New method can tell how long bacteria takes to wait out antibiotics

style="float: right; margin-bottom: 10px; font-weight: 600;"Wed 5th Jul, 2017

The rise of antibiotic-resistant bacteria is a major health concern in treating infectious diseases. Scientists at the Hebrew University of Jerusalem have developed a new method for measuring the time it takes to destroy a bacterial population. This could be used to successfully treat bacterial infections that are becoming multi-drug resistant.

Bacteria can gain resistance by collecting mutations. Mutations are changes in DNA, which can ultimately lead to changing the behavior of bacteria. As a result, antibiotics become less effective in killing off bacterial infections.

Presently, doctors determine antibiotic usage and dose by measuring resistance levels using a test called minimum inhibitory concentration. This determines the minimal drug concentration required to prevent bacterial growth.

While resistant strains continue to grow despite contact with high drug concentrations, tolerant strains can outlive toxic concentrations of an antibiotic for extended periods of time before dying. Tolerance is frequently associated with treatment failure and relapse, and it is considered a contributing factor towards the evolution of antibiotic resistance. However, unlike resistance, tolerance is poorly understood and is currently not calculated in healthcare settings.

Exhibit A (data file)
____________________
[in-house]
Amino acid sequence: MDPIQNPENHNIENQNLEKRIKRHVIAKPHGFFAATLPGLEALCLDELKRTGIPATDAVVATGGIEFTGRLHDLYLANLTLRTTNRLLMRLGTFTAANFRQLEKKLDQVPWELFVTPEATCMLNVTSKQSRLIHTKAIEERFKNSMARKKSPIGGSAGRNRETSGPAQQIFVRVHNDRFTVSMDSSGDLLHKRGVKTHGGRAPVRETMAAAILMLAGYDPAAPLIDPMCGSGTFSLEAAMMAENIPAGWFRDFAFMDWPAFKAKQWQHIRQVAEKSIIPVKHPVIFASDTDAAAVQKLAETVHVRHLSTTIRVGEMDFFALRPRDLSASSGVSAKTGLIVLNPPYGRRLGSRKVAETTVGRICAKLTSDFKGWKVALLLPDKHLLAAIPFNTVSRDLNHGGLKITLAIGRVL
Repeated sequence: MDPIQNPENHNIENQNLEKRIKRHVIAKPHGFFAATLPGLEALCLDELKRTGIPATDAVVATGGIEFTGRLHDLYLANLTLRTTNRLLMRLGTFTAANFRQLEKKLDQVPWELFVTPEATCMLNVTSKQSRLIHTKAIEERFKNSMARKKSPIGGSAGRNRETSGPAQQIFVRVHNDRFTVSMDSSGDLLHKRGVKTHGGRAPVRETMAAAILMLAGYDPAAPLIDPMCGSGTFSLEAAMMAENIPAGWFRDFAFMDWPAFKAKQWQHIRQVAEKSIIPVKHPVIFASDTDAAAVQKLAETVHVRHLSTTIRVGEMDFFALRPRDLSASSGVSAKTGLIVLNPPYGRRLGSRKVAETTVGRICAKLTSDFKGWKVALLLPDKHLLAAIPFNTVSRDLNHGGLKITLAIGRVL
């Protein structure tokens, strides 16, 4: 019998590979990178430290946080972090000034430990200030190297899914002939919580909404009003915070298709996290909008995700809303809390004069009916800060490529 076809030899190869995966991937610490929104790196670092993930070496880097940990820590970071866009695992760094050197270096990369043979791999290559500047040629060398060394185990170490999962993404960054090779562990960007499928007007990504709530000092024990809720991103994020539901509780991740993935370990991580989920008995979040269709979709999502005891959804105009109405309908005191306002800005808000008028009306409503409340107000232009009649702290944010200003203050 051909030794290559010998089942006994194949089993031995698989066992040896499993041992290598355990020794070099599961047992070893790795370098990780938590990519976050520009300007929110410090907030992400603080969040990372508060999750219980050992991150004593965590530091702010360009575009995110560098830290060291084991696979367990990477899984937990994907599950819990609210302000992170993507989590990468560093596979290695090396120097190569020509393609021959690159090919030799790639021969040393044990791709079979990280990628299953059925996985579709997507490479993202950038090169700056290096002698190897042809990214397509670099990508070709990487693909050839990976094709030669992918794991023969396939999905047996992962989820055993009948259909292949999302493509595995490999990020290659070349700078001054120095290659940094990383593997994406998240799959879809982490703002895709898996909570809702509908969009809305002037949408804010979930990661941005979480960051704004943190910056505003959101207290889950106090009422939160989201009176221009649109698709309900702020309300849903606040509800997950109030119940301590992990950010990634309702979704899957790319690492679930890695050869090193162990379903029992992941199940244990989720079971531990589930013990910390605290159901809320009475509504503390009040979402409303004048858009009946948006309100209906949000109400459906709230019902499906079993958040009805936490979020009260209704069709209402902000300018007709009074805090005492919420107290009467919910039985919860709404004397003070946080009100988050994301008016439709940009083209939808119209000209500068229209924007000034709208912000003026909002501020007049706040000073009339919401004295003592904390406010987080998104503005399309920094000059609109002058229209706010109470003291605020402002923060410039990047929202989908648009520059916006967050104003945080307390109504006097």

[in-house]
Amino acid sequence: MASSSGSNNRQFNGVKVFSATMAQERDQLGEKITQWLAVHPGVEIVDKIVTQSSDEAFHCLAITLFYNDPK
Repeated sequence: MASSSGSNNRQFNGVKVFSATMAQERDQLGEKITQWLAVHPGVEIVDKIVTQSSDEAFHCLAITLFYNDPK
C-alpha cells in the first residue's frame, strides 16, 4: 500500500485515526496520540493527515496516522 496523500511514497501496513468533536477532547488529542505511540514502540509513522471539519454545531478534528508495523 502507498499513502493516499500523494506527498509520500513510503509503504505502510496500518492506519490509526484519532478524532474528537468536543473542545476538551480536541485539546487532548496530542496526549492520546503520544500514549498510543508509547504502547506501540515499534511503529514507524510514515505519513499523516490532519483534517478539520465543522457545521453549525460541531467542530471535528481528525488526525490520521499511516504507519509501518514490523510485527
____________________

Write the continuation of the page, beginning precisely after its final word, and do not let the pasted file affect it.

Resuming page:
Professor Nathalie Balaban, the lead scientist in the study, explains "Detecting tolerant strains in patients may be very important to prevent resistance. Tolerance can be measured in research laboratories and current methods were too time-consuming to be used in hospitals. Our method should enable easy detection and characterization of tolerant strains."

Balaban and her team established a tolerance test called the 'minimum duration for killing 99% of the population.' The protocol, which can be implemented manually or using an automated robotic system, exposes populations of around 100 bacteria in separate tiny plates to varying concentrations of antibiotics for different time periods, while assessing the presence or lack of survivors.

Professor Bruce Levin, an independent expert from Emory University, commented that ". . . this procedure to quantify bacterial tolerance is innovative and clever."

This study highlights the need for patients to complete a course of antibiotics, even after symptoms clear up. Only taking a partial load of antibiotic treatment gives rise to tolerance which speeds up the development of resistance.

Balaban commented that in carrying the study forward, "Our goal now is to start measuring tolerance in infective strains found in patients and determine whether different treatments are needed to get rid of infections and to prevent the evolution of resistance."


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